TN: Is the transfer process for athletes similar to the transfer process for a regular student? What do you think are the differences there?

BH: It is but it isn’t, because when it comes to being an athlete, you have to have a certain amount of percentage done towards your degree in order to be eligible to play. So, if you transfer in and your credits don’t transfer with you, that takes away from your percentage towards graduation. If you don’t reach that percentage, then you will be ineligible to play until you get that percentage back.

TN: How much support is given to students through the admissions process? How much has athletics helped with the transition?

BH: As long as you keep to the deadlines and you get things done the way they are supposed to be done … it is a pretty easy process. I don’t think that we get too much help other than coach [Jim Madigan] asking if we’re getting our stuff done on time. So, if they see you getting your stuff done on time, they understand that you want to be here. If you show that you want to be here then they’re going to make it happen.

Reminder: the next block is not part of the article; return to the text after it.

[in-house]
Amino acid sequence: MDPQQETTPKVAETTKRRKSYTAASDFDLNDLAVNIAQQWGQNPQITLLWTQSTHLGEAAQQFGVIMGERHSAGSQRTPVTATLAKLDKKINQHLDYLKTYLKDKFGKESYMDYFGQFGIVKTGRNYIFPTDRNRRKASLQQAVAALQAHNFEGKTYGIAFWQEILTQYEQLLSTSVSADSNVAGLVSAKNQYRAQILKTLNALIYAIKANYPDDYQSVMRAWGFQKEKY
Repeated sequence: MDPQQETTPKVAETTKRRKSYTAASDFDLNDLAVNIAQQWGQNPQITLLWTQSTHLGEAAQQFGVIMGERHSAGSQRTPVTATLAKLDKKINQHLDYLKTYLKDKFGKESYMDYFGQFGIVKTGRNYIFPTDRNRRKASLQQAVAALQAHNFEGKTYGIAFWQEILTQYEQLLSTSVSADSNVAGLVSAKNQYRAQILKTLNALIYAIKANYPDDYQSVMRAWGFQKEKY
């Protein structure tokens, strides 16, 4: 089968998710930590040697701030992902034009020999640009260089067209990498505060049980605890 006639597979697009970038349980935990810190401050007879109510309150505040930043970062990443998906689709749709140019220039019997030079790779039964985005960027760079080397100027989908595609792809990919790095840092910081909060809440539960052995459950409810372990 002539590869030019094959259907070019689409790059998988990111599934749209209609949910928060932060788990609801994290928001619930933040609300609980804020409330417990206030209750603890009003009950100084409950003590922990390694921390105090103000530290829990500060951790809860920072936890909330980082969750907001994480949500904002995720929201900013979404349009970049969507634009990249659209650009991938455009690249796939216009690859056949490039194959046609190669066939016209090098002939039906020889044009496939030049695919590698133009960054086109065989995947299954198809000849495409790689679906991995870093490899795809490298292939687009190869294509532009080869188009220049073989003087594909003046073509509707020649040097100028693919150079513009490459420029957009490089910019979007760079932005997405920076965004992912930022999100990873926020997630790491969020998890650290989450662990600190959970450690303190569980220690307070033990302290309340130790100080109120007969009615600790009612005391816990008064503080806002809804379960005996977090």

TN: Was the transition from Michigan to Bowling Green similar to the transfer process from Bowling Green to Northeastern?

BH: I originally committed [to Bowling Green] because my dad has an extremely bad back, so he has a hard time getting around. It was only an hour and a half away from my house, so for him to come to games was a lot easier. Going there, I committed a lot on the premise that it was close to home. When transferring out here, I wanted to play here when I originally thought of playing college hockey when I was playing juniors, and I never got the chance because I committed so early to even talk to Northeastern. So, the second that I left Bowling Green, this was the first place that I wanted to go. When that happened, as soon as I talked to them it was kind of like a dream come true, because this was the place that I wanted to play all along, and I finally got the opportunity to do that.

TN: How were the first few months after the transfer?